"For too long incentive programs have been focused on the buyer side of the equation."
Passing the rate cut on in full is crucial
The Reserve Bank’s decision to cut the official cash rate by a further 25 basis points is welcome news, but the housing market remains in need of a more coordinated approach to reach a full recovery.
As ever, the willingness of the banks to take a fair and reasonable course of action and pass the rate cut on in full is crucial to the impact of the RBA’s decision.
Recent cuts to the official cash rate have not had the desired impact, and while activity has picked up with the commencement of the spring selling period, there is substantial improvement still to be realised for the sector to be deemed healthy again.
Government obviously recognises the important role the housing market plays in an economic context, evidenced by the slate of property-related taxes it relies upon.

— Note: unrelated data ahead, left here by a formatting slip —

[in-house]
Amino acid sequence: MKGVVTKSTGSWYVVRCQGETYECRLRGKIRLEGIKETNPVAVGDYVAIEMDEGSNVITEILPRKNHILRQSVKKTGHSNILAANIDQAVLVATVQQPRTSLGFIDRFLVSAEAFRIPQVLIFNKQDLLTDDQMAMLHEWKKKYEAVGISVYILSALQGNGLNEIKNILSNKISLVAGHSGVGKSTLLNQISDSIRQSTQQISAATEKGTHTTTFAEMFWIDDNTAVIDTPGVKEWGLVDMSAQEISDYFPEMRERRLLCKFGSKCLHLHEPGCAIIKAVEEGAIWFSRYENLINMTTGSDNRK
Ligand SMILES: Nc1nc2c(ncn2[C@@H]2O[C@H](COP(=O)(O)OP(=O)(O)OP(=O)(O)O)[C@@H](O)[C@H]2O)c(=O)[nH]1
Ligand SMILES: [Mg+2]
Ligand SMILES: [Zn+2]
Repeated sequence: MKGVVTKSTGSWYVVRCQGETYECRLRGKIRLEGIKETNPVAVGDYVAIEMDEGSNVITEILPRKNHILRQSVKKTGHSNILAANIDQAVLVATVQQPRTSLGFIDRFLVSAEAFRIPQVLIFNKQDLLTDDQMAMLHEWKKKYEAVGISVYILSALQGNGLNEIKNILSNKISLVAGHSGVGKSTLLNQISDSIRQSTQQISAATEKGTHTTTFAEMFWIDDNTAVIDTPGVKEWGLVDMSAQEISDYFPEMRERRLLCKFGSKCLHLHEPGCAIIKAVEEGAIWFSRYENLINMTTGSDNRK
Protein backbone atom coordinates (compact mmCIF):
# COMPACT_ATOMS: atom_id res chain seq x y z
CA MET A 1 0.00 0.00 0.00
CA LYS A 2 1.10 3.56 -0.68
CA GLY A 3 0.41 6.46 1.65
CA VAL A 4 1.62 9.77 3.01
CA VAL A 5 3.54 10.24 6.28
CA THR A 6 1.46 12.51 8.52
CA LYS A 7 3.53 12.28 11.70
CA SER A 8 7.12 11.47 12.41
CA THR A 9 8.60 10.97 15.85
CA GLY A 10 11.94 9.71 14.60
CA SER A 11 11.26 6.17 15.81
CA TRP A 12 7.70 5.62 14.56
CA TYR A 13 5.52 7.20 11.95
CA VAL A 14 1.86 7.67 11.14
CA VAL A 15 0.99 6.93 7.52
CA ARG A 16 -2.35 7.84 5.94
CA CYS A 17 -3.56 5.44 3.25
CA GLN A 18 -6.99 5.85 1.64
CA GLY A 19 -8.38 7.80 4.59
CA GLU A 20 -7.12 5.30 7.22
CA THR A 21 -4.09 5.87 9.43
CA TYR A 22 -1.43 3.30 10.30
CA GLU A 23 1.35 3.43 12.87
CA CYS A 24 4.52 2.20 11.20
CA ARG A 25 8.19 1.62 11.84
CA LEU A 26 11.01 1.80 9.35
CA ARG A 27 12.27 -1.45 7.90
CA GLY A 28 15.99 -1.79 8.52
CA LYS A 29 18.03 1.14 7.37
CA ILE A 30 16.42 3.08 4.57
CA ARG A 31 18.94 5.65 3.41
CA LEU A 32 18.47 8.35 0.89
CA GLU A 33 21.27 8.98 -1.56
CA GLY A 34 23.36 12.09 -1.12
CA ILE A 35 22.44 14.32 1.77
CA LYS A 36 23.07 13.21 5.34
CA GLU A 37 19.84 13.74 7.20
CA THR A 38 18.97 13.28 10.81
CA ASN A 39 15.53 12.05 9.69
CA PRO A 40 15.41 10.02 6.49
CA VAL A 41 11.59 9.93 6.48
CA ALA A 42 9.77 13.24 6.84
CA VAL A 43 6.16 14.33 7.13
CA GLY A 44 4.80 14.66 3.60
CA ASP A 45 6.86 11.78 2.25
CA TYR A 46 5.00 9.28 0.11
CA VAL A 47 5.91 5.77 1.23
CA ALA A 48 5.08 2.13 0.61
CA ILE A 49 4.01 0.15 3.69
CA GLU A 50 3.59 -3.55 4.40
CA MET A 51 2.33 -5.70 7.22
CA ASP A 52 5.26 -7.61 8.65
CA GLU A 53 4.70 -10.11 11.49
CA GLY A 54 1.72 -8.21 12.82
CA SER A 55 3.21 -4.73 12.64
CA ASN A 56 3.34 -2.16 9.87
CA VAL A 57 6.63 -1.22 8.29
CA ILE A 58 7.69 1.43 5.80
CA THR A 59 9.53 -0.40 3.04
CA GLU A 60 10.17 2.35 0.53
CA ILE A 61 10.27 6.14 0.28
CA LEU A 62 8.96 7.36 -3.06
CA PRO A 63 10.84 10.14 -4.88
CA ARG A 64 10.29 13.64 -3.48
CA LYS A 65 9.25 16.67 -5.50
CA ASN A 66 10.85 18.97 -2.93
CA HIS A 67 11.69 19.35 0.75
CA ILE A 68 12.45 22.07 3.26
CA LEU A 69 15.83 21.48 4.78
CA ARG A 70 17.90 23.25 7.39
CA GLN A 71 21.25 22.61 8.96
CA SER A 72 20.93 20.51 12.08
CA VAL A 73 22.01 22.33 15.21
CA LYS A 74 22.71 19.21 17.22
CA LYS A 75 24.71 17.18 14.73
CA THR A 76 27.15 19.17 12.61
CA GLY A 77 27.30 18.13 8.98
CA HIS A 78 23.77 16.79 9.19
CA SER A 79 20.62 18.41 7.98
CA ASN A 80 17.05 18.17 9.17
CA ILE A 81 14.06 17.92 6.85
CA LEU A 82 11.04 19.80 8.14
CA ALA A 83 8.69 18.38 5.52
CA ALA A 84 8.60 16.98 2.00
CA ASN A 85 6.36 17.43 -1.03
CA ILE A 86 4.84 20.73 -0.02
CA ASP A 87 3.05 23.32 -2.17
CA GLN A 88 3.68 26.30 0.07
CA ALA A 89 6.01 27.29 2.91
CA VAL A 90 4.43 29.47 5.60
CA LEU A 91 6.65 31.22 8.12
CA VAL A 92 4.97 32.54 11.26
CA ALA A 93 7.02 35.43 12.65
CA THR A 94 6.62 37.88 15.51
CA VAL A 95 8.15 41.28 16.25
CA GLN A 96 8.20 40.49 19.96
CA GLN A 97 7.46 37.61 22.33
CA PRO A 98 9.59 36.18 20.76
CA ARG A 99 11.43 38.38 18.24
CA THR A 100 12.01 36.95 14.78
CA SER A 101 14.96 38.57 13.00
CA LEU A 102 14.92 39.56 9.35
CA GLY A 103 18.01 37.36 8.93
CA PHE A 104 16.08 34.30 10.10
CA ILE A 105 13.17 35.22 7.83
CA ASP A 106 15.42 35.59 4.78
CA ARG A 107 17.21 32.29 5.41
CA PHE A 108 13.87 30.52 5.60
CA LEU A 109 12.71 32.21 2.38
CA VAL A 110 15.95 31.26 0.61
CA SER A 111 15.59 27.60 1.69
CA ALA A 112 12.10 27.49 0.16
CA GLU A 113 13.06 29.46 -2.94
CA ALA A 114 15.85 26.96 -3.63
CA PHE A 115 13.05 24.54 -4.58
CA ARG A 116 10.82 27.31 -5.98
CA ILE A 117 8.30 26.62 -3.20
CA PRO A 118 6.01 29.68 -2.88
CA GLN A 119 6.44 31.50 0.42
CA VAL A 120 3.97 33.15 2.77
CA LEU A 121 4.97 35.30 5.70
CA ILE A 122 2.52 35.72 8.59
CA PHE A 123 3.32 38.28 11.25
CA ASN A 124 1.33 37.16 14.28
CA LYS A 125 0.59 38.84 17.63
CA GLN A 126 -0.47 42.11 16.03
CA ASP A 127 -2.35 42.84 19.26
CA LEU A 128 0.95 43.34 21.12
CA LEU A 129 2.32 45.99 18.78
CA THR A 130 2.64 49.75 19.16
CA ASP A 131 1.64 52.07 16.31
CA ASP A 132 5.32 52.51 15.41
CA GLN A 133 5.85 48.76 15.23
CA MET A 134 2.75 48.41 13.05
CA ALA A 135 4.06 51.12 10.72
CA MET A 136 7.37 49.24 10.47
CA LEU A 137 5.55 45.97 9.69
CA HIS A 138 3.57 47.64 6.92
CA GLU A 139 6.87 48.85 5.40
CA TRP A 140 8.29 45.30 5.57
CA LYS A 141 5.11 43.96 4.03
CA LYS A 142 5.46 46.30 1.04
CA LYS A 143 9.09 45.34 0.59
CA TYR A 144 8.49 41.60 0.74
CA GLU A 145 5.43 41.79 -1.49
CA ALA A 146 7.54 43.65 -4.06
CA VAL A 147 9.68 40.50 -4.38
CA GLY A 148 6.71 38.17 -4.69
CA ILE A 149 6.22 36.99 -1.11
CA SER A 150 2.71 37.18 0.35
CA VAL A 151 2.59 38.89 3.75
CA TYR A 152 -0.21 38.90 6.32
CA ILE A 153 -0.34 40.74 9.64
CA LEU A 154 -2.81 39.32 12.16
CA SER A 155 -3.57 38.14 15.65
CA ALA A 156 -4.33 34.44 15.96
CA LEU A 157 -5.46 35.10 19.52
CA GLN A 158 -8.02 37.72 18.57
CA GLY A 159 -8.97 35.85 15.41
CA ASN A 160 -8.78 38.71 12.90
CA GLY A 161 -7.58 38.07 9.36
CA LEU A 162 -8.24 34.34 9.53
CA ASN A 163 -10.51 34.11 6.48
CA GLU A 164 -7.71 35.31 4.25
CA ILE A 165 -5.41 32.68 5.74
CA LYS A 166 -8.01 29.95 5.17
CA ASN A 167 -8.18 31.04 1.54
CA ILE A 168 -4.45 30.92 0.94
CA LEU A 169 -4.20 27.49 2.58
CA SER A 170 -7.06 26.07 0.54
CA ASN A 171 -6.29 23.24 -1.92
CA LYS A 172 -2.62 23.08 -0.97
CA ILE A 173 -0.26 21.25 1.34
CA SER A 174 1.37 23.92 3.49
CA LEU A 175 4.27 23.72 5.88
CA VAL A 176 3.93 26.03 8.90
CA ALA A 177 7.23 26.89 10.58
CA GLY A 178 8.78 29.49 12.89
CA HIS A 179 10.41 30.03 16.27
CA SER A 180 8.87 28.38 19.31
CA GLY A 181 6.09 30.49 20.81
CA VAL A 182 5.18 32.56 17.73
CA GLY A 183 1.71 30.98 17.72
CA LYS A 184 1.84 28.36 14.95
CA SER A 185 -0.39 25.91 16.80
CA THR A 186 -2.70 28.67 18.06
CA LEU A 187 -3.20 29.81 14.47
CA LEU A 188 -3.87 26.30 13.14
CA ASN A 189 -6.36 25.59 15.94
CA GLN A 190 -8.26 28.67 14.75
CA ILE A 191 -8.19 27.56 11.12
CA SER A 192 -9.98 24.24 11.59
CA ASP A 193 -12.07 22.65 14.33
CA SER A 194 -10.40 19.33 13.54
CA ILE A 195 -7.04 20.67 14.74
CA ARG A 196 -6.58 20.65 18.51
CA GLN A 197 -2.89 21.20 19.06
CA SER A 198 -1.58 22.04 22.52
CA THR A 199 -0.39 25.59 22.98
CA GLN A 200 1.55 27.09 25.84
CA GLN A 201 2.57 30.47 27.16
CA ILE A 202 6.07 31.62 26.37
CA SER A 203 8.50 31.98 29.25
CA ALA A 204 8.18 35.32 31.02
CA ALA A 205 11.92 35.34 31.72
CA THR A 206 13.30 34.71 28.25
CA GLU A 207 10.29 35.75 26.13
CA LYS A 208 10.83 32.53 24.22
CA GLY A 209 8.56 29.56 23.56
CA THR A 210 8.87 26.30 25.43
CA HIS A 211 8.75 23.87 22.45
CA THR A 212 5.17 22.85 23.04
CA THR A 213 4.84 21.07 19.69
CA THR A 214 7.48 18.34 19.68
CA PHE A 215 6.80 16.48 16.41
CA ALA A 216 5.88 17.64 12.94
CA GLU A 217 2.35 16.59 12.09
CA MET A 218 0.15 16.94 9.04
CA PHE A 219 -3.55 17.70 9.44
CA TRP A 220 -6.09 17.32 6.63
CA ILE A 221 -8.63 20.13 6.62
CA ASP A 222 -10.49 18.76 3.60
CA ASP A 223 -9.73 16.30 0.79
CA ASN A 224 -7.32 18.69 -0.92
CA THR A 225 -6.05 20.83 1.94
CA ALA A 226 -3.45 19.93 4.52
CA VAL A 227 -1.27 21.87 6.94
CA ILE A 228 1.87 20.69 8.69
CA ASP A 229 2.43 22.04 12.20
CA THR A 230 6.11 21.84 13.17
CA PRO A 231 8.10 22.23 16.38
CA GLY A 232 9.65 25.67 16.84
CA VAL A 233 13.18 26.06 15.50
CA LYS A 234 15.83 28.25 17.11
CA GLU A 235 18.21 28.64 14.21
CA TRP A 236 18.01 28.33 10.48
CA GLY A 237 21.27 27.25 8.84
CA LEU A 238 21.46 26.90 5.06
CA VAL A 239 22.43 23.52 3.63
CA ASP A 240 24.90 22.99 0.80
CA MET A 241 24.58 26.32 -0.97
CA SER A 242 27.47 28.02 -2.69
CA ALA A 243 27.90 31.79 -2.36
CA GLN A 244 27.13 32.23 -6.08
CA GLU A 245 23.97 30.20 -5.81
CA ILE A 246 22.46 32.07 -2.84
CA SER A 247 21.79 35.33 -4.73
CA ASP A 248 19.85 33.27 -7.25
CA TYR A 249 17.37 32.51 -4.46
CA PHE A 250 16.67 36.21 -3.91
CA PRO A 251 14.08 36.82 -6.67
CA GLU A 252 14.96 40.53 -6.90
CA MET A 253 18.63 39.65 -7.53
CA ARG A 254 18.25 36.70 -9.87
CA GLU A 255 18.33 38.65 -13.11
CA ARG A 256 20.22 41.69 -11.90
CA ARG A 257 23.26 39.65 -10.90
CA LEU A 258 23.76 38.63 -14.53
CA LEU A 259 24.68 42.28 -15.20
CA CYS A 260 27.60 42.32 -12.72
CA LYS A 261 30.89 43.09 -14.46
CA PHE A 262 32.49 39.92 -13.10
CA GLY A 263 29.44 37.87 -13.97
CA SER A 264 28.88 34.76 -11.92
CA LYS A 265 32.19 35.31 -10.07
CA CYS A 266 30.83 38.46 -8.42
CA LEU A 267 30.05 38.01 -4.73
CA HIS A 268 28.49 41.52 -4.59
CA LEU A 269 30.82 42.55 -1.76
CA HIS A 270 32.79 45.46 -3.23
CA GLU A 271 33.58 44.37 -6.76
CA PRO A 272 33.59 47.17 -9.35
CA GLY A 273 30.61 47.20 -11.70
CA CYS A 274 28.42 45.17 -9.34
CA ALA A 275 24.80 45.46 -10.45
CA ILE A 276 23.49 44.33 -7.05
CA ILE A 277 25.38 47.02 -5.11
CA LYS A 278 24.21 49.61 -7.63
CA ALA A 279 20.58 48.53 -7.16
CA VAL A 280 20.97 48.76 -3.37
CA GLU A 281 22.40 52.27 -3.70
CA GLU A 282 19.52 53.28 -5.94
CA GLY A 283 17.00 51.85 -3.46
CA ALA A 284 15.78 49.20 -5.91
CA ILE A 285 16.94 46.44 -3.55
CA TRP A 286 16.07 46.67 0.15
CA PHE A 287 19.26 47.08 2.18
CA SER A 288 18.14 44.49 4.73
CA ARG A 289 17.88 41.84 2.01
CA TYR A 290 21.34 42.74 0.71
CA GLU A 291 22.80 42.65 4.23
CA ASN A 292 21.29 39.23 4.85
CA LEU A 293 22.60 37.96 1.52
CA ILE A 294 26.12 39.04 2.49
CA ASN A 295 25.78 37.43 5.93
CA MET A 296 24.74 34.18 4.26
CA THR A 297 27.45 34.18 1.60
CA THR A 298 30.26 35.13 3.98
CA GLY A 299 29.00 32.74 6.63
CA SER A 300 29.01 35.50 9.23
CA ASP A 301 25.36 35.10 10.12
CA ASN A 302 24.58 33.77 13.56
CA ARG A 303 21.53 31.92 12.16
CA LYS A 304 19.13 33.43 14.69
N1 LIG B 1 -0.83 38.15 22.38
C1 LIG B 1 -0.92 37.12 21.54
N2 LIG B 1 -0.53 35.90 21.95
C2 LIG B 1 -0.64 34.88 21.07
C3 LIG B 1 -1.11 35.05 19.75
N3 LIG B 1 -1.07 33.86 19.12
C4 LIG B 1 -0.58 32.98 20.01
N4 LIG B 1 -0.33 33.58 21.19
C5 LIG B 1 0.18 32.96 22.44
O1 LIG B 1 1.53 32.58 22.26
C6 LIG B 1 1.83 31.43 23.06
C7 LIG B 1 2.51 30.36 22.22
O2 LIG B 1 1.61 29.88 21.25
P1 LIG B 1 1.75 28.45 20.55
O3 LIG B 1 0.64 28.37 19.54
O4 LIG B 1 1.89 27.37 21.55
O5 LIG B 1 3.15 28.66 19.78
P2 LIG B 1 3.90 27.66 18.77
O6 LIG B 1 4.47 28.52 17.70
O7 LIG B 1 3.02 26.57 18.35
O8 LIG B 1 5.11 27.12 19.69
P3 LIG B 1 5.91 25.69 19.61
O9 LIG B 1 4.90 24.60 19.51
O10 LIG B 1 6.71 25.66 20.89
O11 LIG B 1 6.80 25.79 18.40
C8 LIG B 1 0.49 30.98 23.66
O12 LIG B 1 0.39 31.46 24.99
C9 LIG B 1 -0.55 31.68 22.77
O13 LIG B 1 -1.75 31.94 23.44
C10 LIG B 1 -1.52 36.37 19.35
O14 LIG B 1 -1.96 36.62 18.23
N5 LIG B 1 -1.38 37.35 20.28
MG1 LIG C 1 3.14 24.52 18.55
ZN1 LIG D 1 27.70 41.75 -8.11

It therefore seems reasonable that a more coordinated approach between all levels of government and the residential sector should be pursued to improve the health of the sector.
A reconsideration of stamp duty is the most obvious place to start.
Considerable evidence already exists to support the idea that government stands to gain substantially increased revenue associated with increased transactional levels should stamp duty be abolished.
To suggest this tax is too important a source of revenue is erroneous and obsolete.
Another area requiring a commitment from government is an improvement to the planning and development approval process.
For too long incentive programs have been focused on the buyer side of the equation. Perhaps a more serious focus on addressing developer concerns, such as levies and the speed of the approval process, would enable the RBA’S interest rate cuts to have a more measurable and significant impact.
Leanne Pilkington is general manager of Laing + Simmons